Following the success of the pilot scheme last year, Topolski studio and Reportager are running the 2nd Chronicle Residency Programme.
Over the next few months Illustration graduates, Ed Burn, Luisa Crosbie, Pat Macdonald, Jack Miller, Jack Wheatley and Georgia Wilson will be drawing in and around London culminating in a printed Chronicle and exhibition at the Topolski Studio on the South bank on 3rd October 2014
Sixty years since Topolski launched his Chronicles, Topolski Studio’s Chronicle for the Twenty-First Century and accompanying reportage drawings of London will be exhibited alongside Feliks Topolski’s original Chronicles and drawings, contrasting what Topolski recorded 50 and 60 years ago with what the young artists’ record today.
Alumni from the first residency programme will also be exhibiting. Matt Booker, Laura Fitton, Josh Morris, Alex Nicholson, Chloë Parke and Louis Vinet, will be showing work one year on from their participation in the Programme.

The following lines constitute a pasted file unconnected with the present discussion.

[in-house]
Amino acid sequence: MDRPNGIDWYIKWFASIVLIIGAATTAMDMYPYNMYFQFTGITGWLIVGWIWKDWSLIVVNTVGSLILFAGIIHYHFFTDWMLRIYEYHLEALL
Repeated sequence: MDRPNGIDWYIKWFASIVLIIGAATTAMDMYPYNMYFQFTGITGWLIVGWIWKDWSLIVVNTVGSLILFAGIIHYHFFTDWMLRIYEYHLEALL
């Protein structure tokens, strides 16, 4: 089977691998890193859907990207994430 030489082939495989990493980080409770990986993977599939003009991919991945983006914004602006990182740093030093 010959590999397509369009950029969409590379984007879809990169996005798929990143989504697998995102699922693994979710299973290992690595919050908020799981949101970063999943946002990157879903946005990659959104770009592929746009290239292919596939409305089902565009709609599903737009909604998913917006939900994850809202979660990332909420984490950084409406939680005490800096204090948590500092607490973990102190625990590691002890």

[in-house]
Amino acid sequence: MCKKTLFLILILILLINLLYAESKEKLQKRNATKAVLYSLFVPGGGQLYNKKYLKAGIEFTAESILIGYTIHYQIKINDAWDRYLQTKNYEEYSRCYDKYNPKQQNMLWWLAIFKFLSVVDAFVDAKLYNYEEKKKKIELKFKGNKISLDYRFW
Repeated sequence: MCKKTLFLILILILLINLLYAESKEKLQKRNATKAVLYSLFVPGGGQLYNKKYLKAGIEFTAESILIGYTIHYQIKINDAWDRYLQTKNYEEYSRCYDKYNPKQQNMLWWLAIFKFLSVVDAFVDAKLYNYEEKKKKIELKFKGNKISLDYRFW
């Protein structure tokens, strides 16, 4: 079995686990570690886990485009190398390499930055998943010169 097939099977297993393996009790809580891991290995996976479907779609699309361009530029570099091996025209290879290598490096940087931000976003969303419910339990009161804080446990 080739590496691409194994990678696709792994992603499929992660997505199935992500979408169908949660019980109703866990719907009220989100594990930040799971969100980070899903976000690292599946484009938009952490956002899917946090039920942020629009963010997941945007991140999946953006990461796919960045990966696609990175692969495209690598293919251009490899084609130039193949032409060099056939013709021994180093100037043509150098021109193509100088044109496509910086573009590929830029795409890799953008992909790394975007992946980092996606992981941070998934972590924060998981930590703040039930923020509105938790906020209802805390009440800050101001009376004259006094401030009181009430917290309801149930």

Andrea Marie, the education officer at Topolski Studio, Gary Embury editor of Reportager.org, and other master class artists, including Lucinda Rogers, Anne Howeson, Julia Midgley and Chloe Regan will be working with the residents towards producing the hand-printed Chronicle, a broadsheet of reportage drawing, chronicling contemporary issues of the Twenty-First Century.
The residents were led on a Dérive last week by Gary Embury, starting from Topolski’s studio on the Southbank over the bridge, through Charing Cross, Trafalgar Square, Picadilly Circus, China Town, and eventually drawing back towards the Southbank. They then recorded through drawing the 70th birthday celebrations of renowned poet David Constantine as part of the South Bank Centre’s Poetry International event at the Royal festival hall.
As part of the Dérive, a Drawing Peloton was formed in homage to the Tour de France, winding its way through Trafalgar Square. Residents formed a moving reportage crocodile whereby each resident used the artists back in front to rest their sketchbook whilst walking and drawing the surroundings. The lead artist dictated the route, peeling off the front to join the rear when necessary. Drafting was encouraged and no accidents were reported, although many tourists were bemused by the spectacle.